Educational Expectations of Refugee Mothers for Their Children

Educational Expectations of Refugee Mothers for Their Children

Şefika Şule Erçetin (Lancaster University, UK) and Sevda Kubilay (Ömer Halisdemir University, Turkey)
DOI: 10.4018/978-1-5225-3325-2.ch009
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The aim of this study is to determine refugee mothers' educational expectations for their children. It is a qualitative research designed with phenomenological approach, which is one of the qualitative research methods. Twenty volunteer mothers coming from Iran, Iraq and Afghanistan were participated in the study. An interview form, including open-ended questions, was used as a data collection tool. The data was collected by face to face meetings with each participant. Content analysis was applied to the data gathered. Findings indicate that the refugee mothers' expectations from the schools are guidance and counseling services for refugee students, more social activities at schools, more intensive Maths and language courses, effective communication and interaction between students, parents and schools. Most of the refugee mothers would like to settle down in a more developed country and they don't want their children continue their education in Turkey.
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The job of the school is to teach so well that family background is no longer an issue.

- Dr. Martin Luther King, Jr. (AZ Quotes, n.d.)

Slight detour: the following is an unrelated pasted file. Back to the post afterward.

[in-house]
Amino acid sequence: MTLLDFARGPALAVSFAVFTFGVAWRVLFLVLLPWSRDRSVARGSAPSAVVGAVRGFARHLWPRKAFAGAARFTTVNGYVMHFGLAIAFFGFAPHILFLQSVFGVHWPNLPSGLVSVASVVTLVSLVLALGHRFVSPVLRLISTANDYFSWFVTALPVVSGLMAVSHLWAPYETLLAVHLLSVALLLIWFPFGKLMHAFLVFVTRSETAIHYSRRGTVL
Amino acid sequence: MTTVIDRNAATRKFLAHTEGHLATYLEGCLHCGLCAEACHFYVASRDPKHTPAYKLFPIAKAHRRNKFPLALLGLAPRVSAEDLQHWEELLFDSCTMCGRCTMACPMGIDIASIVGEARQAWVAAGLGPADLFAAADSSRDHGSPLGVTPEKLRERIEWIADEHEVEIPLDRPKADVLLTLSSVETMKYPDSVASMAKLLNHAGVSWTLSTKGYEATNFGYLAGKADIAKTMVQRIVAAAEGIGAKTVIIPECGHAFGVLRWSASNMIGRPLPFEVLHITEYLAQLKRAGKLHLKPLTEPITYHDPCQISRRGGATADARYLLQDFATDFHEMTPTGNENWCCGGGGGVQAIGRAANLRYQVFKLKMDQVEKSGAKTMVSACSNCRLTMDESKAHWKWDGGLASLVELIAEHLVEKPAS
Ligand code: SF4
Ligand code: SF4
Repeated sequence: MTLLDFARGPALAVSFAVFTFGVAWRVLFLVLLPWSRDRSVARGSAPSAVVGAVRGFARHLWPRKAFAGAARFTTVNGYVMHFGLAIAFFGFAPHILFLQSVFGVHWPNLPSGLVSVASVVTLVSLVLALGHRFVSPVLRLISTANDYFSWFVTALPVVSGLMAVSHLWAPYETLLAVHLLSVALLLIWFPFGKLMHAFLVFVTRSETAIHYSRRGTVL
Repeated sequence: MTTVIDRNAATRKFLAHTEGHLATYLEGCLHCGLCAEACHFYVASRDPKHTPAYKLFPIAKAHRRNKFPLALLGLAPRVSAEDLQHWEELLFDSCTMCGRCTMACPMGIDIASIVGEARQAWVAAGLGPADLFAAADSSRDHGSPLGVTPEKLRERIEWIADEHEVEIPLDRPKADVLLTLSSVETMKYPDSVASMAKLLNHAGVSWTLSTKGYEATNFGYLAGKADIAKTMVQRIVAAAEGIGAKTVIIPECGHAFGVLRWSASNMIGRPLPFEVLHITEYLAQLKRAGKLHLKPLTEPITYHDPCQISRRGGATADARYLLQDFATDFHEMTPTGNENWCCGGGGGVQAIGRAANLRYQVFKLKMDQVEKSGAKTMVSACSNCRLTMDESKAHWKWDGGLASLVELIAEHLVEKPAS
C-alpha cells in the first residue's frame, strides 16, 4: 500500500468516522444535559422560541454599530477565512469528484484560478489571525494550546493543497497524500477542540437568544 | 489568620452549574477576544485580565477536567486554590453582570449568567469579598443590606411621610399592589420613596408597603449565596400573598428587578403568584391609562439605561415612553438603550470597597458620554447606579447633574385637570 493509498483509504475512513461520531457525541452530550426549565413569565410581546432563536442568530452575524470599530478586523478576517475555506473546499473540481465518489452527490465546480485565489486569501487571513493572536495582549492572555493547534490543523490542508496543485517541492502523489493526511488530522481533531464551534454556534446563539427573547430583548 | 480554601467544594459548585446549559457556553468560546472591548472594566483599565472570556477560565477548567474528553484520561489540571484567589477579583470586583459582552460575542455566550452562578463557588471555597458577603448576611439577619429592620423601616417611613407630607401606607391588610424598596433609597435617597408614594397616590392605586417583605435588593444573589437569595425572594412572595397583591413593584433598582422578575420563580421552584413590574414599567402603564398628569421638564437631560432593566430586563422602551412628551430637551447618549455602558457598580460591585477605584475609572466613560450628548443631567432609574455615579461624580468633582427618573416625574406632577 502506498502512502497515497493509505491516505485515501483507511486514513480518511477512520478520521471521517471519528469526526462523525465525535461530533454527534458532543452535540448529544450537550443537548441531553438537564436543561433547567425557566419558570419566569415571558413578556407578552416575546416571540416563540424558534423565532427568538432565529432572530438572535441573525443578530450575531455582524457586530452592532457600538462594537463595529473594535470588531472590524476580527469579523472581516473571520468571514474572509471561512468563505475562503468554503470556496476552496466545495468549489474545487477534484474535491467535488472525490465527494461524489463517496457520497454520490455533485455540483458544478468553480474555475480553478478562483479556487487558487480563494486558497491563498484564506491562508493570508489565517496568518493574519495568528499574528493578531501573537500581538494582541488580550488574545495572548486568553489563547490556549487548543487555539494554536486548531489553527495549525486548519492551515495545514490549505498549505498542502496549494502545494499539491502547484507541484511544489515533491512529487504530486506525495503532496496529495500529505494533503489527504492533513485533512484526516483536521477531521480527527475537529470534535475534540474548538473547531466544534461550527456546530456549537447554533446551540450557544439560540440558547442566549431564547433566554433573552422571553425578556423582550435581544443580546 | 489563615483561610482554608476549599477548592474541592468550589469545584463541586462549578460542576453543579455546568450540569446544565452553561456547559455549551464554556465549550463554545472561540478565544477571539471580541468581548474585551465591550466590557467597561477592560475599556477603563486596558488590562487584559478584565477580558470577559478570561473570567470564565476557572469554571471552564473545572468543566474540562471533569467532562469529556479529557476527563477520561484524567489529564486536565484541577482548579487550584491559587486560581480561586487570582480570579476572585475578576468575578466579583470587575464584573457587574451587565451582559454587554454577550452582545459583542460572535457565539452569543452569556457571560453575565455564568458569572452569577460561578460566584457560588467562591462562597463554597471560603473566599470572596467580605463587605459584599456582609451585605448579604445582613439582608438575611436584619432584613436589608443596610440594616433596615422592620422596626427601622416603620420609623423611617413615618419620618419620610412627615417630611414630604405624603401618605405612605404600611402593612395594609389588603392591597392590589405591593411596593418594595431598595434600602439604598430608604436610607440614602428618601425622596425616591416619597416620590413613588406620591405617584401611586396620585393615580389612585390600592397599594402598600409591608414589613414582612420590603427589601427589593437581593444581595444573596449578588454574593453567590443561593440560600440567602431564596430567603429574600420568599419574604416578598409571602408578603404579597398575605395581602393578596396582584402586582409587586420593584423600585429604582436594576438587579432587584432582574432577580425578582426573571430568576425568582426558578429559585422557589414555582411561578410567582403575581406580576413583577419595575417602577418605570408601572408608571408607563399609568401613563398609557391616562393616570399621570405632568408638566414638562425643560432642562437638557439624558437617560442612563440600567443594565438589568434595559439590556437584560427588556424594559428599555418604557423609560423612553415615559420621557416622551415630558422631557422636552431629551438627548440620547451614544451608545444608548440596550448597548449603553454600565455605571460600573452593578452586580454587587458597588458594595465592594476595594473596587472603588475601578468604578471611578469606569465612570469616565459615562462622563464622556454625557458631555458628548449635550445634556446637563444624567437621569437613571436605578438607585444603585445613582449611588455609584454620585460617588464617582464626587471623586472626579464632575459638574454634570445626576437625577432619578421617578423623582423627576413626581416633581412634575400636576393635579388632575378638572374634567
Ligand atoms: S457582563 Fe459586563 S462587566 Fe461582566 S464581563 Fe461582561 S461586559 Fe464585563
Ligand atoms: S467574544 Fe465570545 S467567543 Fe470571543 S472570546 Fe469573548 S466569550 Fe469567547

Migration is a societal phenomenon that has been getting more and more important throughout recent decades due to the current crisis in the Eastern part of the world and the unprecedented number of asylum seekers. It should be taken more seriously than ever. Not only does it affect the demographic features of a settlement but it also has a deep impact on socio-cultural structure of the society. Migration is an interdisciplinary concept that has a great deal of descriptions, but in general it can be defined as leaving a country due to economic, social and political reasons and settling down in another one (Kurt, 2006). “If a person leaves his/her country with fear of being persecuted for reasons of race, religion, nationality, membership of a particular social group or political opinion and s/he is unwilling to return to his/her country back, s/he shall be granted with refugee status” (Law on Foreigners and International Protection, 2014). Recently, the world has been witnessing a flow of refugees escaping form their homeland. The motivations for this massive migration from the Middle East are both political and economic: the refugees are escaping from terrorism, civil war, poverty, political pressure and ethnic conflict in their countries (Wit and Altbach, 2016). Migration brings many strains for families who have to leave their residential areas. Especially, it is difficult for children to be able to continue their education life, to adapt to a new society and to be able to survive as an individual. In addition, there are problems related to the host country. For example, with the migration, the number of students increases and this affects how much students benefit from educational opportunities. Also disciplinary problems may arise and education-training personnel can be inadequate (Karakuş, 2006). Although refugees and asylum-seekers face many hardships, especially during the adaptation period, host countries also have some responsibilities to promote social cohesion, which is not so easy without an effective education system. Education systems are crucial to reintroduce refugees and asylum-seekers to society, help them develop social skills to ease their adaptation. As a social institution, education can change the behavior of the individual and help him/her adapt to the society. Education is one of the building blocks of the society (Can, 2015). The level of education at the place of migration and the educational attainment of the refugees and asylum-seekers affect both migrants and the host country. One of these effects is economic. The level and quality of education refugees and asylum seekers have, leads to employment in the country where they migrate (Papademetriou, 2005). If migrants do not know the official language of the country, they are probably unable to find work or they work in low-paid jobs. And also most of the time, migrants give up the education because they need to earn more money. This situation turns into a vicious circle, causing individual dissatisfaction in the sociological, economical and psychological aspects. (Docquier and Rapoport, 2004). The knowledge and skills gained through formal education, while increasing the economic income, facilitate adaptation in the new country of settlement and reduce the risks they may encounter (Stark and Bloom, 1985).

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